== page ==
That Moment When I Surrendered My Fear
I used to struggle with fear. I’m not sure when it began, perhaps when I became old enough to understand that there really are monsters in this world and bad things do indeed happen to good people.

It showed up in such a profound way when my first child was born that I didn’t even recognize it for what it was. It almost completely crushed me. For two years I lived in the darkness of the shadow of intense fear with no idea how to explain it to loved ones, how to get out from under it, or if I would ever be free again.

The doctors called it Postpartum Depression. Knowing that there was a medical term for what I was feeling gave me hope that somewhere out there I could find help; I wasn’t just crazy! “Depression” was a term that helped me describe the overwhelming sadness I felt — in what should have been the happiest season of my life — but it didn’t explain those other feelings. The ones that had me convinced that my husband was probably going to die. Or the ones that didn’t allow me to accept the pure joy that is being a mom — because deep in my heart was a fear that this could all end at any moment.

Those feelings that couldn’t be articulated, the ones that couldn’t be described by using the word “depressed,” the ones that were the darkest and most crushing; those were the manifestations of deep-seated fear. I couldn’t see it for what it was because my emotions were amplified and distorted so much by the imbalanced hormones that were raging through my body that they weren’t recognizable as simply fear.

I say, “simply fear.” But there is nothing simple about fear, or what it can do to your soul.

God knows.
He knows what fear can do to your soul. That’s why He tells us, over and over, “Do not fear.”

He also knows that fear has no power over you or me. That’s why He is able to say, “Do not fear” because He knows we have a choice.

I’m learning, ever so slowly, that “perfect love casts out fear.” (1 John 4:18) I struggle with that verse because I wonder, if I have fear, does that mean I don’t love God? So I ask God to “…search my heart… and point out anything in me that offends you” (from Psalm 139:23-24).

Recently, during the most frightening trial of my life thus far, God camped out with me on that verse and taught me something I’ll never forget.

When I was imagining the worst possible outcome in a situation my family was facing, there was a moment when God asked me, “And if that were to happen, would you trust me?”

…deep breath….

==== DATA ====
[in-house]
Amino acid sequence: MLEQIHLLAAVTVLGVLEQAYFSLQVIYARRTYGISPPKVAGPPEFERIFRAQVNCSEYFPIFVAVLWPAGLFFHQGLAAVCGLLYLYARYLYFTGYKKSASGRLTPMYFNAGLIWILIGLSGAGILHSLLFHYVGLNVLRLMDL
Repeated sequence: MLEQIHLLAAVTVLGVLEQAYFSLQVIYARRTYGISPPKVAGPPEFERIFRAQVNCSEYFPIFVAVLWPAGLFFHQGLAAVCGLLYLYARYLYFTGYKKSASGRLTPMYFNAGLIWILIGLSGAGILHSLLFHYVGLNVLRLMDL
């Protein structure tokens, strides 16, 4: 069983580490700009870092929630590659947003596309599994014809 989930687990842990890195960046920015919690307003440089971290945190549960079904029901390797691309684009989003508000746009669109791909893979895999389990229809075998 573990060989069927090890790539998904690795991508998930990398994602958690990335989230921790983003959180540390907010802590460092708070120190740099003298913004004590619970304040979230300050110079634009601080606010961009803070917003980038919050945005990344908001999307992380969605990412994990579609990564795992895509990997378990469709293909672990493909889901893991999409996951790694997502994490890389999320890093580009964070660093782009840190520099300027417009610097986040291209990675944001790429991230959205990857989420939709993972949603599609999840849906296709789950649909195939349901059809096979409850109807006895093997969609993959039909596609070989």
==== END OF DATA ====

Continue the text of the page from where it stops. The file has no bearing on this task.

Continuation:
“No,.. I don’t think so.” (Through many, many fearful tears and trembling.)

“Well, maybe.” (As He gently whispers, “I am.”)

“Oh God, I hope so.” (Because what do I have if not that?)
“I want to…but…” (I know you let bad things happen to good people.)

“…Help me in my unbelief.”

And He whispers the truths I’ve been reading in my Bible since I was four years old.

And then I asked, “Do you mean to say that I can trust that even if, in your sovereignty (that I still don’t understand) you allow my worst nightmare to come true, you will still work it together for our good?” (Romans 8:28)

And God patiently waits while I let that truth penetrate the darkness that has threatened to choke out all hope and joy.

And by the grace of God I learn in that moment that I have no reason to fear.

…deep, cleansing, exhale

God wasn’t testing my love for Him.
Instead, He’s revealing to me that I can trust His love for me.
His love is complete.
When I fully accept His love, there is nothing to fear.

We have an enemy who seeks to steal, kill, and destroy (John 10:10). But we have a savior who has crushed his head (Genesis 3:15).
Satan is defeated.
The battle is won.
The war is over.

So will I trust Him and be healed of my fear?

God revealed to me in that moment the faith I wasn’t sure I had. He showed me that I do trust Him, that I do believe — no matter the outcome — that He is good, and that we are safe in His care. With trembling hands, and a sudden sense of peace, I heard my soul say,

“So be it.”

It literally lasted as long as it takes to say those three words.

But it meant that I was free.
Free from crippling fear.
Free to trust my God with whatever may come.

“And I am now convinced that nothing can separate me from the love that is in Christ Jesus.” (Romans 8: 38-39)

Not fear.
Not the coming true of my worst nightmare.

My worst nightmare did not come true. I’ll never use that outcome as proof that “God is good” because I believe He is good even when our fears do come true. His ability and willingness to keep me from harm is a profound testament to His greatness. His ability and promise to keep me safe even in the midst of my worst nightmare, that is what makes Him the God I willingly trust.

It’s easy to say, not as easy to live. I guess that’s what faith is all about.

I see the danger and heartache all around me. It’s tangible, it’s real. If I am to overcome the fear of what I see, I must develop a deep and rich understanding of and belief in the Love of God, who I can’t see.

It’s only by walking and talking with Him every day, surrounding myself with His truth, and listening to His voice of truth, that I will ever, and always, be able to answer, “Yes. I trust God’s love.”

Do you know Him so well and trust Him so deeply that you can say, in the face of your worst fear, “So be it?”

The story of how God used my deepest fear to show me how to trust him.

photos courtesy of Lydia Cranford